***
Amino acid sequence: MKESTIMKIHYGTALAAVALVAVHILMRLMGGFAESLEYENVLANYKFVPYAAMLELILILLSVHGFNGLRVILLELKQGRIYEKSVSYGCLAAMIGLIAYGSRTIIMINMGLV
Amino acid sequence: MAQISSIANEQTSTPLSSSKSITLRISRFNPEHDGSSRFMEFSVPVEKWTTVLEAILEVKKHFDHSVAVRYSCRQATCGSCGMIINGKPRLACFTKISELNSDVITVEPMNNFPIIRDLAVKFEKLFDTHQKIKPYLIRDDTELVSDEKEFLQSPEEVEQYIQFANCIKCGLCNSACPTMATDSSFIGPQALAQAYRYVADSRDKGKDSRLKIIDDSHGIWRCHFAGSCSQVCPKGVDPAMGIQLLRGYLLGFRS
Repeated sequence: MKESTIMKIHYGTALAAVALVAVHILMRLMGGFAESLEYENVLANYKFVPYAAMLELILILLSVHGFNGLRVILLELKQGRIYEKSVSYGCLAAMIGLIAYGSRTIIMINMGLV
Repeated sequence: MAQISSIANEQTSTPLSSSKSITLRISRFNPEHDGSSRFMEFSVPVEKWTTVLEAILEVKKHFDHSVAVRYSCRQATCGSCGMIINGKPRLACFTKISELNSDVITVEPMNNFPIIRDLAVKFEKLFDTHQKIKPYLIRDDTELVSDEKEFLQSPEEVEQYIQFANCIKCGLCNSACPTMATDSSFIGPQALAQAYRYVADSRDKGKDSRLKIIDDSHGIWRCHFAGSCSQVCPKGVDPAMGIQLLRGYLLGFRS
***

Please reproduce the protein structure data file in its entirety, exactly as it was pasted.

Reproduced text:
Amino acid sequence: MKESTIMKIHYGTALAAVALVAVHILMRLMGGFAESLEYENVLANYKFVPYAAMLELILILLSVHGFNGLRVILLELKQGRIYEKSVSYGCLAAMIGLIAYGSRTIIMINMGLV
Amino acid sequence: MAQISSIANEQTSTPLSSSKSITLRISRFNPEHDGSSRFMEFSVPVEKWTTVLEAILEVKKHFDHSVAVRYSCRQATCGSCGMIINGKPRLACFTKISELNSDVITVEPMNNFPIIRDLAVKFEKLFDTHQKIKPYLIRDDTELVSDEKEFLQSPEEVEQYIQFANCIKCGLCNSACPTMATDSSFIGPQALAQAYRYVADSRDKGKDSRLKIIDDSHGIWRCHFAGSCSQVCPKGVDPAMGIQLLRGYLLGFRS
Repeated sequence: MKESTIMKIHYGTALAAVALVAVHILMRLMGGFAESLEYENVLANYKFVPYAAMLELILILLSVHGFNGLRVILLELKQGRIYEKSVSYGCLAAMIGLIAYGSRTIIMINMGLV
Repeated sequence: MAQISSIANEQTSTPLSSSKSITLRISRFNPEHDGSSRFMEFSVPVEKWTTVLEAILEVKKHFDHSVAVRYSCRQATCGSCGMIINGKPRLACFTKISELNSDVITVEPMNNFPIIRDLAVKFEKLFDTHQKIKPYLIRDDTELVSDEKEFLQSPEEVEQYIQFANCIKCGLCNSACPTMATDSSFIGPQALAQAYRYVADSRDKGKDSRLKIIDDSHGIWRCHFAGSCSQVCPKGVDPAMGIQLLRGYLLGFRS